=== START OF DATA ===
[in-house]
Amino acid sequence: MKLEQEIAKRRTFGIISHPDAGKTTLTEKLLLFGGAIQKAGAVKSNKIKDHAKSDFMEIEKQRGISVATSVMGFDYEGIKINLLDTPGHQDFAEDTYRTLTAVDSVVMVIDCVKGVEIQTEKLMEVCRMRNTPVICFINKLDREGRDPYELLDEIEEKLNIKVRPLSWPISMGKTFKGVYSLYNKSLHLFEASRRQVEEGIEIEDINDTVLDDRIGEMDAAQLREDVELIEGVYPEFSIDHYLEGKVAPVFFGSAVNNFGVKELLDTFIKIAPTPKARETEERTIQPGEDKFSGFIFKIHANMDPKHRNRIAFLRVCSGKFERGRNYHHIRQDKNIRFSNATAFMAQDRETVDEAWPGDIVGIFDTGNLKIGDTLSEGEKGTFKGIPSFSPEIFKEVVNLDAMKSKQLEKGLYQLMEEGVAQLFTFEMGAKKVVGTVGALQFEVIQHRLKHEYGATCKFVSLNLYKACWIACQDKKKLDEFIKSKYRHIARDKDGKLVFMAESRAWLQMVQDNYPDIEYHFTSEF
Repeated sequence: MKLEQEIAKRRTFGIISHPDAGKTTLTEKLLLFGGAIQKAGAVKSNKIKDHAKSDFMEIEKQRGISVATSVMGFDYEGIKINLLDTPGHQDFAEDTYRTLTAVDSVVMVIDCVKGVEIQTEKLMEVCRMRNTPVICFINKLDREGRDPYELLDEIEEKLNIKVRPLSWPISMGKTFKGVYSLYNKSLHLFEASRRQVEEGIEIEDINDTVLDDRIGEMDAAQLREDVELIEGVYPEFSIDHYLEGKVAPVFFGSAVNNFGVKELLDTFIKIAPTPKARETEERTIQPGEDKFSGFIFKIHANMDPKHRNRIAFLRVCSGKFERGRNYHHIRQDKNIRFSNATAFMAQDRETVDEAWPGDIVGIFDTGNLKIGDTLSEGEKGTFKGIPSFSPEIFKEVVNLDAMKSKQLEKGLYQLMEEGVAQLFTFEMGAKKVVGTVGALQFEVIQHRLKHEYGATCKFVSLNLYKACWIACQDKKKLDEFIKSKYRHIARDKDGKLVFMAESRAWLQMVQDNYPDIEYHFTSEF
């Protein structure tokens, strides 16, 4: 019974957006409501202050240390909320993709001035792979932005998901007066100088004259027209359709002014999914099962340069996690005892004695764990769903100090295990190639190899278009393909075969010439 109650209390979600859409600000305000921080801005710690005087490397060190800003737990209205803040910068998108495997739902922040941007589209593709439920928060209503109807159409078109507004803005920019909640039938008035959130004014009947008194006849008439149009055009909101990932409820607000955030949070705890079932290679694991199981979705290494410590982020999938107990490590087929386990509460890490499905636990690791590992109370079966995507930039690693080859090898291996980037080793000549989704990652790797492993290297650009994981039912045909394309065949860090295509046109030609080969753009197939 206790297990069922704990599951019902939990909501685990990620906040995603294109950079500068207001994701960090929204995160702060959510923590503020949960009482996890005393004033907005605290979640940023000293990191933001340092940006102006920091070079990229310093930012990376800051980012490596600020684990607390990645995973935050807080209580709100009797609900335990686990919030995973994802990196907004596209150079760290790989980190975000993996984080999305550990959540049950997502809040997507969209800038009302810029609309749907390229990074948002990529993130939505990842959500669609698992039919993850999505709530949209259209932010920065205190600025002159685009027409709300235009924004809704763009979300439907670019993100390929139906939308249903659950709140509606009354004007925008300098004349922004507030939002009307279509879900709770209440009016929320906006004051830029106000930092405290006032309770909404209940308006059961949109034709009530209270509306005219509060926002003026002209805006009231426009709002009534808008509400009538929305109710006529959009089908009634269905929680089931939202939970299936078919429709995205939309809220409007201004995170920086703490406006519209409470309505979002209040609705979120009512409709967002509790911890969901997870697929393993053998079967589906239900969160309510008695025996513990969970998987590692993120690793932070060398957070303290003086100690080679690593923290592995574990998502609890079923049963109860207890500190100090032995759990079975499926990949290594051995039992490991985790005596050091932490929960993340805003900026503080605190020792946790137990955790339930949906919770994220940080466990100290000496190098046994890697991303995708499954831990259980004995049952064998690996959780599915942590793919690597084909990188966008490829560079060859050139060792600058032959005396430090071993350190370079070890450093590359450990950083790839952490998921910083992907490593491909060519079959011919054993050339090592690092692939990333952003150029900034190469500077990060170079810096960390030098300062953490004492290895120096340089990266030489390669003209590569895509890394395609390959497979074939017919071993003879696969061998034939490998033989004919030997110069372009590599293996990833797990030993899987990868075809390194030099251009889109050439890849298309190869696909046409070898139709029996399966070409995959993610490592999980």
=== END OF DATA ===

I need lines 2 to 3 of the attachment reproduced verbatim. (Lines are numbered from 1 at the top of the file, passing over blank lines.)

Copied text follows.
Amino acid sequence: MKLEQEIAKRRTFGIISHPDAGKTTLTEKLLLFGGAIQKAGAVKSNKIKDHAKSDFMEIEKQRGISVATSVMGFDYEGIKINLLDTPGHQDFAEDTYRTLTAVDSVVMVIDCVKGVEIQTEKLMEVCRMRNTPVICFINKLDREGRDPYELLDEIEEKLNIKVRPLSWPISMGKTFKGVYSLYNKSLHLFEASRRQVEEGIEIEDINDTVLDDRIGEMDAAQLREDVELIEGVYPEFSIDHYLEGKVAPVFFGSAVNNFGVKELLDTFIKIAPTPKARETEERTIQPGEDKFSGFIFKIHANMDPKHRNRIAFLRVCSGKFERGRNYHHIRQDKNIRFSNATAFMAQDRETVDEAWPGDIVGIFDTGNLKIGDTLSEGEKGTFKGIPSFSPEIFKEVVNLDAMKSKQLEKGLYQLMEEGVAQLFTFEMGAKKVVGTVGALQFEVIQHRLKHEYGATCKFVSLNLYKACWIACQDKKKLDEFIKSKYRHIARDKDGKLVFMAESRAWLQMVQDNYPDIEYHFTSEF
Repeated sequence: MKLEQEIAKRRTFGIISHPDAGKTTLTEKLLLFGGAIQKAGAVKSNKIKDHAKSDFMEIEKQRGISVATSVMGFDYEGIKINLLDTPGHQDFAEDTYRTLTAVDSVVMVIDCVKGVEIQTEKLMEVCRMRNTPVICFINKLDREGRDPYELLDEIEEKLNIKVRPLSWPISMGKTFKGVYSLYNKSLHLFEASRRQVEEGIEIEDINDTVLDDRIGEMDAAQLREDVELIEGVYPEFSIDHYLEGKVAPVFFGSAVNNFGVKELLDTFIKIAPTPKARETEERTIQPGEDKFSGFIFKIHANMDPKHRNRIAFLRVCSGKFERGRNYHHIRQDKNIRFSNATAFMAQDRETVDEAWPGDIVGIFDTGNLKIGDTLSEGEKGTFKGIPSFSPEIFKEVVNLDAMKSKQLEKGLYQLMEEGVAQLFTFEMGAKKVVGTVGALQFEVIQHRLKHEYGATCKFVSLNLYKACWIACQDKKKLDEFIKSKYRHIARDKDGKLVFMAESRAWLQMVQDNYPDIEYHFTSEF